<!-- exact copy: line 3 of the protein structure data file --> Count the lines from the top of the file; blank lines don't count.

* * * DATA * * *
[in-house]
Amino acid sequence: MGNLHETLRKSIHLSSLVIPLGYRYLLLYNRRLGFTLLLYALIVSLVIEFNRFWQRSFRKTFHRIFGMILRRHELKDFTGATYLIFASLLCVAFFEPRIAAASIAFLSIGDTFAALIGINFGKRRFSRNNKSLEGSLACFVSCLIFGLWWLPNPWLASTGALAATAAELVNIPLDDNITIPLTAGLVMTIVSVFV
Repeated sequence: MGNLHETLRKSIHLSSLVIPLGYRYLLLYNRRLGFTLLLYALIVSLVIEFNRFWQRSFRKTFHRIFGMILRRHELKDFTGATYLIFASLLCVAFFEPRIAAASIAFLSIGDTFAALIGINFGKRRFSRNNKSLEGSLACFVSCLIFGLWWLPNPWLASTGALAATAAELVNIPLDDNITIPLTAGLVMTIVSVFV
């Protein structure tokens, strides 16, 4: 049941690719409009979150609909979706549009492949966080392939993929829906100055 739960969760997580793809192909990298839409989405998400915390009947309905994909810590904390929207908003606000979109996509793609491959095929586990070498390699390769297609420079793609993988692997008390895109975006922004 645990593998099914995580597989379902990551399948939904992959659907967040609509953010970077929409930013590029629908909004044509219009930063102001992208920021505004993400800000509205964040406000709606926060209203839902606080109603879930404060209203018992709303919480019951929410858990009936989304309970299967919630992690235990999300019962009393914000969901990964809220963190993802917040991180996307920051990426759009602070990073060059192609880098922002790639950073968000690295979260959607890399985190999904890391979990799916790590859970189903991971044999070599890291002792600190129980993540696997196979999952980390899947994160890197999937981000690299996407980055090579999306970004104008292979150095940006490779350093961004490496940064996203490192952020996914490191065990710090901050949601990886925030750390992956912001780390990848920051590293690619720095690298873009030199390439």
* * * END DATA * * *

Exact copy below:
Repeated sequence: MGNLHETLRKSIHLSSLVIPLGYRYLLLYNRRLGFTLLLYALIVSLVIEFNRFWQRSFRKTFHRIFGMILRRHELKDFTGATYLIFASLLCVAFFEPRIAAASIAFLSIGDTFAALIGINFGKRRFSRNNKSLEGSLACFVSCLIFGLWWLPNPWLASTGALAATAAELVNIPLDDNITIPLTAGLVMTIVSVFV